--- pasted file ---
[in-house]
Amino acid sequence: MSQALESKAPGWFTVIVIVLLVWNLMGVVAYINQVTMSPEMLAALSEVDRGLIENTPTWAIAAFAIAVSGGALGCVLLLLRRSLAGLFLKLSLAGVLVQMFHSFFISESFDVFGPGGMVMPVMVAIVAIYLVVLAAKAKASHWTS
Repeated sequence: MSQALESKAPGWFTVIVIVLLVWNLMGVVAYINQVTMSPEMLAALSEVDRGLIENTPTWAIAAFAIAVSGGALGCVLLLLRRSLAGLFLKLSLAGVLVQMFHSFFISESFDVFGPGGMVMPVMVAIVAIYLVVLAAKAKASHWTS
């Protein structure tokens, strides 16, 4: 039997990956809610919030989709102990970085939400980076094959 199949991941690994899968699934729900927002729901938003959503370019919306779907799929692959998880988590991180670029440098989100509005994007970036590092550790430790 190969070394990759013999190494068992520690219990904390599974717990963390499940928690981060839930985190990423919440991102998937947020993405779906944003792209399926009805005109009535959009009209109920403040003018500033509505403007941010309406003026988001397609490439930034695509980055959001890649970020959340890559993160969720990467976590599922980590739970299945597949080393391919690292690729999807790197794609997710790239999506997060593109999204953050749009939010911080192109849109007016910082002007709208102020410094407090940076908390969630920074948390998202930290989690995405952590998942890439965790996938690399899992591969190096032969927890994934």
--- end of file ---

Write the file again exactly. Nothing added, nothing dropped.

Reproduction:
[in-house]
Amino acid sequence: MSQALESKAPGWFTVIVIVLLVWNLMGVVAYINQVTMSPEMLAALSEVDRGLIENTPTWAIAAFAIAVSGGALGCVLLLLRRSLAGLFLKLSLAGVLVQMFHSFFISESFDVFGPGGMVMPVMVAIVAIYLVVLAAKAKASHWTS
Repeated sequence: MSQALESKAPGWFTVIVIVLLVWNLMGVVAYINQVTMSPEMLAALSEVDRGLIENTPTWAIAAFAIAVSGGALGCVLLLLRRSLAGLFLKLSLAGVLVQMFHSFFISESFDVFGPGGMVMPVMVAIVAIYLVVLAAKAKASHWTS
């Protein structure tokens, strides 16, 4: 039997990956809610919030989709102990970085939400980076094959 199949991941690994899968699934729900927002729901938003959503370019919306779907799929692959998880988590991180670029440098989100509005994007970036590092550790430790 190969070394990759013999190494068992520690219990904390599974717990963390499940928690981060839930985190990423919440991102998937947020993405779906944003792209399926009805005109009535959009009209109920403040003018500033509505403007941010309406003026988001397609490439930034695509980055959001890649970020959340890559993160969720990467976590599922980590739970299945597949080393391919690292690729999807790197794609997710790239999506997060593109999204953050749009939010911080192109849109007016910082002007709208102020410094407090940076908390969630920074948390998202930290989690995405952590998942890439965790996938690399899992591969190096032969927890994934």